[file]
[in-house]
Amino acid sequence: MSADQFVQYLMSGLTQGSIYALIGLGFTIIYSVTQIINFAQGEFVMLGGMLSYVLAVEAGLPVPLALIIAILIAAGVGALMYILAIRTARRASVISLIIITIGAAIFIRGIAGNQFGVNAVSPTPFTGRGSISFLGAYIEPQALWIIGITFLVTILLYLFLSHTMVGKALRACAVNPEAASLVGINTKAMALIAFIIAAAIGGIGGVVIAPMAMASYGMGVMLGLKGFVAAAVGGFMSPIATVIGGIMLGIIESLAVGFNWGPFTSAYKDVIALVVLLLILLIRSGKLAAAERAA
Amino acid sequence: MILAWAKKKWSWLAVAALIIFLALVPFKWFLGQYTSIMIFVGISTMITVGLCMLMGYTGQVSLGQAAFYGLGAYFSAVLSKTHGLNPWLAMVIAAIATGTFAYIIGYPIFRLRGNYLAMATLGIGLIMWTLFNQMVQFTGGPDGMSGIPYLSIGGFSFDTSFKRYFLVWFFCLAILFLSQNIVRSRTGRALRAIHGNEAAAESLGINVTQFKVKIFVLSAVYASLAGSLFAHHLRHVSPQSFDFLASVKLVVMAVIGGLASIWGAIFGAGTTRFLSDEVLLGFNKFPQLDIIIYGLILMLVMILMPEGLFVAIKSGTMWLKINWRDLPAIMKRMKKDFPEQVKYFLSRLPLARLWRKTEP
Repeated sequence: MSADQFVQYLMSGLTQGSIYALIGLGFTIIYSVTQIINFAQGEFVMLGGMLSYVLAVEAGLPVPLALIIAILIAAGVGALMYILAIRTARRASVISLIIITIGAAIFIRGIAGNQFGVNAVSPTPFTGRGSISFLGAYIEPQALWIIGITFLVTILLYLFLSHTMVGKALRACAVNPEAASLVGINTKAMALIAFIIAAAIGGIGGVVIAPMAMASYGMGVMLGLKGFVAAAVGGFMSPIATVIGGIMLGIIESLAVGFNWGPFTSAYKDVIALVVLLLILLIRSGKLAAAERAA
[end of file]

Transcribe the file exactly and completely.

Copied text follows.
[in-house]
Amino acid sequence: MSADQFVQYLMSGLTQGSIYALIGLGFTIIYSVTQIINFAQGEFVMLGGMLSYVLAVEAGLPVPLALIIAILIAAGVGALMYILAIRTARRASVISLIIITIGAAIFIRGIAGNQFGVNAVSPTPFTGRGSISFLGAYIEPQALWIIGITFLVTILLYLFLSHTMVGKALRACAVNPEAASLVGINTKAMALIAFIIAAAIGGIGGVVIAPMAMASYGMGVMLGLKGFVAAAVGGFMSPIATVIGGIMLGIIESLAVGFNWGPFTSAYKDVIALVVLLLILLIRSGKLAAAERAA
Amino acid sequence: MILAWAKKKWSWLAVAALIIFLALVPFKWFLGQYTSIMIFVGISTMITVGLCMLMGYTGQVSLGQAAFYGLGAYFSAVLSKTHGLNPWLAMVIAAIATGTFAYIIGYPIFRLRGNYLAMATLGIGLIMWTLFNQMVQFTGGPDGMSGIPYLSIGGFSFDTSFKRYFLVWFFCLAILFLSQNIVRSRTGRALRAIHGNEAAAESLGINVTQFKVKIFVLSAVYASLAGSLFAHHLRHVSPQSFDFLASVKLVVMAVIGGLASIWGAIFGAGTTRFLSDEVLLGFNKFPQLDIIIYGLILMLVMILMPEGLFVAIKSGTMWLKINWRDLPAIMKRMKKDFPEQVKYFLSRLPLARLWRKTEP
Repeated sequence: MSADQFVQYLMSGLTQGSIYALIGLGFTIIYSVTQIINFAQGEFVMLGGMLSYVLAVEAGLPVPLALIIAILIAAGVGALMYILAIRTARRASVISLIIITIGAAIFIRGIAGNQFGVNAVSPTPFTGRGSISFLGAYIEPQALWIIGITFLVTILLYLFLSHTMVGKALRACAVNPEAASLVGINTKAMALIAFIIAAAIGGIGGVVIAPMAMASYGMGVMLGLKGFVAAAVGGFMSPIATVIGGIMLGIIESLAVGFNWGPFTSAYKDVIALVVLLLILLIRSGKLAAAERAA